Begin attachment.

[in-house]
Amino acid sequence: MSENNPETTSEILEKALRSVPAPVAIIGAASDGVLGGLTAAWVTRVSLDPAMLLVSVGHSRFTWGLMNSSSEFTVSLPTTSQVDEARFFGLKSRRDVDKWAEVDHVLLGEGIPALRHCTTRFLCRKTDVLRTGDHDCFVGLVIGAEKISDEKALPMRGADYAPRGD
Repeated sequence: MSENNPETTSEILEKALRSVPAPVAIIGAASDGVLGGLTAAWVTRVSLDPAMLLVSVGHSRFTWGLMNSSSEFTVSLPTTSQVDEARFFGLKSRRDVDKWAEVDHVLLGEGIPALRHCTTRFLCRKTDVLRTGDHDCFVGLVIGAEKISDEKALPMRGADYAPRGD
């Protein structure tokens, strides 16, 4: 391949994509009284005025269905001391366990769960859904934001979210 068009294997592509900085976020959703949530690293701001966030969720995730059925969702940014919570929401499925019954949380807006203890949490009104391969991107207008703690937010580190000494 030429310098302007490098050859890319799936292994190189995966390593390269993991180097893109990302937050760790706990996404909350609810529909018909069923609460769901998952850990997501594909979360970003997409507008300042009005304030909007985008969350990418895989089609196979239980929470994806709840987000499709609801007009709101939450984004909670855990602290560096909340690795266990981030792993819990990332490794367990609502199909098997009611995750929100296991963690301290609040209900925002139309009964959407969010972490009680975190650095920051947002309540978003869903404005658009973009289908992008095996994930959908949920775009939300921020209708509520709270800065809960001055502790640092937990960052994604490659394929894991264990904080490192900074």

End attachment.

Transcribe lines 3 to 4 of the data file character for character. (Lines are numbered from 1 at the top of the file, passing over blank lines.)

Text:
Repeated sequence: MSENNPETTSEILEKALRSVPAPVAIIGAASDGVLGGLTAAWVTRVSLDPAMLLVSVGHSRFTWGLMNSSSEFTVSLPTTSQVDEARFFGLKSRRDVDKWAEVDHVLLGEGIPALRHCTTRFLCRKTDVLRTGDHDCFVGLVIGAEKISDEKALPMRGADYAPRGD
């Protein structure tokens, strides 16, 4: 391949994509009284005025269905001391366990769960859904934001979210 068009294997592509900085976020959703949530690293701001966030969720995730059925969702940014919570929401499925019954949380807006203890949490009104391969991107207008703690937010580190000494 030429310098302007490098050859890319799936292994190189995966390593390269993991180097893109990302937050760790706990996404909350609810529909018909069923609460769901998952850990997501594909979360970003997409507008300042009005304030909007985008969350990418895989089609196979239980929470994806709840987000499709609801007009709101939450984004909670855990602290560096909340690795266990981030792993819990990332490794367990609502199909098997009611995750929100296991963690301290609040209900925002139309009964959407969010972490009680975190650095920051947002309540978003869903404005658009973009289908992008095996994930959908949920775009939300921020209708509520709270800065809960001055502790640092937990960052994604490659394929894991264990904080490192900074």